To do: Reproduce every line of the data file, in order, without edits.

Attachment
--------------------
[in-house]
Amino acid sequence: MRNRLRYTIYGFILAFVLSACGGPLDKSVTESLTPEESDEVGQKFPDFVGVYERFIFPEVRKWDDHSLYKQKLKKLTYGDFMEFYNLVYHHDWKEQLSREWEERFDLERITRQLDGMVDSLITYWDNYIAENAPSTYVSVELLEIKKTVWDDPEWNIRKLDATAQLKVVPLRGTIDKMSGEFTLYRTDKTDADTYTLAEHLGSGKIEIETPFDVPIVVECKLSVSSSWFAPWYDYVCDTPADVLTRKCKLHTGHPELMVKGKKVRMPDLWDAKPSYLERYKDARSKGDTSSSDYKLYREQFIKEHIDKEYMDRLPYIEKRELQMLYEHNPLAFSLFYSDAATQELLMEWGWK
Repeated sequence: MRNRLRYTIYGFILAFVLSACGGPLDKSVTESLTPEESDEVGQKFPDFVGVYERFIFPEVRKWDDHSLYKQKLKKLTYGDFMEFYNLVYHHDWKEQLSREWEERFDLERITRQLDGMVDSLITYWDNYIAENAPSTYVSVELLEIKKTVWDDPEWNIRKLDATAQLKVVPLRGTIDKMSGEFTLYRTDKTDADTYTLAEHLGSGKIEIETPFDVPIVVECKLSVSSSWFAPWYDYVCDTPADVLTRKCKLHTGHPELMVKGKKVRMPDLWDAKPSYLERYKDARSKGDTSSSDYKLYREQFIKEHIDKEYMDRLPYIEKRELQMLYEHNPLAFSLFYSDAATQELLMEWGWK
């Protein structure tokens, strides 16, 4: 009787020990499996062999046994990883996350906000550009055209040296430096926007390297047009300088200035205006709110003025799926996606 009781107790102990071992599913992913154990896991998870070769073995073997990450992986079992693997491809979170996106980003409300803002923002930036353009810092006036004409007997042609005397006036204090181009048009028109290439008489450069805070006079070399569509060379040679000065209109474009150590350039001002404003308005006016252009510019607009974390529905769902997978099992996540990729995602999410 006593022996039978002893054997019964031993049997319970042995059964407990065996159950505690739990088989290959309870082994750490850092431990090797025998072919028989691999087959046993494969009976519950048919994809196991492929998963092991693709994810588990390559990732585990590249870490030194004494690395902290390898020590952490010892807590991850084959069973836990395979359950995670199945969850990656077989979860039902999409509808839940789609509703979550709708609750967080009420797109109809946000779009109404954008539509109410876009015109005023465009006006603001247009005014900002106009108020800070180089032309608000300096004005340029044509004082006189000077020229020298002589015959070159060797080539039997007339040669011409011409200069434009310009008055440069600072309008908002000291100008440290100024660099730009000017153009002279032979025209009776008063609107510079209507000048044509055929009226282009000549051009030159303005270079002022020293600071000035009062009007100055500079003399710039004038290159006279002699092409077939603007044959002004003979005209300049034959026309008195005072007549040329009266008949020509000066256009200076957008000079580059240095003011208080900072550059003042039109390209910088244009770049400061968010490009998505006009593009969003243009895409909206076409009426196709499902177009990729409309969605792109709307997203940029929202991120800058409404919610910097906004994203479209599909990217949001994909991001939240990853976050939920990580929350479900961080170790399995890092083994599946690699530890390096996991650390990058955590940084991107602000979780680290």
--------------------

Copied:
[in-house]
Amino acid sequence: MRNRLRYTIYGFILAFVLSACGGPLDKSVTESLTPEESDEVGQKFPDFVGVYERFIFPEVRKWDDHSLYKQKLKKLTYGDFMEFYNLVYHHDWKEQLSREWEERFDLERITRQLDGMVDSLITYWDNYIAENAPSTYVSVELLEIKKTVWDDPEWNIRKLDATAQLKVVPLRGTIDKMSGEFTLYRTDKTDADTYTLAEHLGSGKIEIETPFDVPIVVECKLSVSSSWFAPWYDYVCDTPADVLTRKCKLHTGHPELMVKGKKVRMPDLWDAKPSYLERYKDARSKGDTSSSDYKLYREQFIKEHIDKEYMDRLPYIEKRELQMLYEHNPLAFSLFYSDAATQELLMEWGWK
Repeated sequence: MRNRLRYTIYGFILAFVLSACGGPLDKSVTESLTPEESDEVGQKFPDFVGVYERFIFPEVRKWDDHSLYKQKLKKLTYGDFMEFYNLVYHHDWKEQLSREWEERFDLERITRQLDGMVDSLITYWDNYIAENAPSTYVSVELLEIKKTVWDDPEWNIRKLDATAQLKVVPLRGTIDKMSGEFTLYRTDKTDADTYTLAEHLGSGKIEIETPFDVPIVVECKLSVSSSWFAPWYDYVCDTPADVLTRKCKLHTGHPELMVKGKKVRMPDLWDAKPSYLERYKDARSKGDTSSSDYKLYREQFIKEHIDKEYMDRLPYIEKRELQMLYEHNPLAFSLFYSDAATQELLMEWGWK
């Protein structure tokens, strides 16, 4: 009787020990499996062999046994990883996350906000550009055209040296430096926007390297047009300088200035205006709110003025799926996606 009781107790102990071992599913992913154990896991998870070769073995073997990450992986079992693997491809979170996106980003409300803002923002930036353009810092006036004409007997042609005397006036204090181009048009028109290439008489450069805070006079070399569509060379040679000065209109474009150590350039001002404003308005006016252009510019607009974390529905769902997978099992996540990729995602999410 006593022996039978002893054997019964031993049997319970042995059964407990065996159950505690739990088989290959309870082994750490850092431990090797025998072919028989691999087959046993494969009976519950048919994809196991492929998963092991693709994810588990390559990732585990590249870490030194004494690395902290390898020590952490010892807590991850084959069973836990395979359950995670199945969850990656077989979860039902999409509808839940789609509703979550709708609750967080009420797109109809946000779009109404954008539509109410876009015109005023465009006006603001247009005014900002106009108020800070180089032309608000300096004005340029044509004082006189000077020229020298002589015959070159060797080539039997007339040669011409011409200069434009310009008055440069600072309008908002000291100008440290100024660099730009000017153009002279032979025209009776008063609107510079209507000048044509055929009226282009000549051009030159303005270079002022020293600071000035009062009007100055500079003399710039004038290159006279002699092409077939603007044959002004003979005209300049034959026309008195005072007549040329009266008949020509000066256009200076957008000079580059240095003011208080900072550059003042039109390209910088244009770049400061968010490009998505006009593009969003243009895409909206076409009426196709499902177009990729409309969605792109709307997203940029929202991120800058409404919610910097906004994203479209599909990217949001994909991001939240990853976050939920990580929350479900961080170790399995890092083994599946690699530890390096996991650390990058955590940084991107602000979780680290």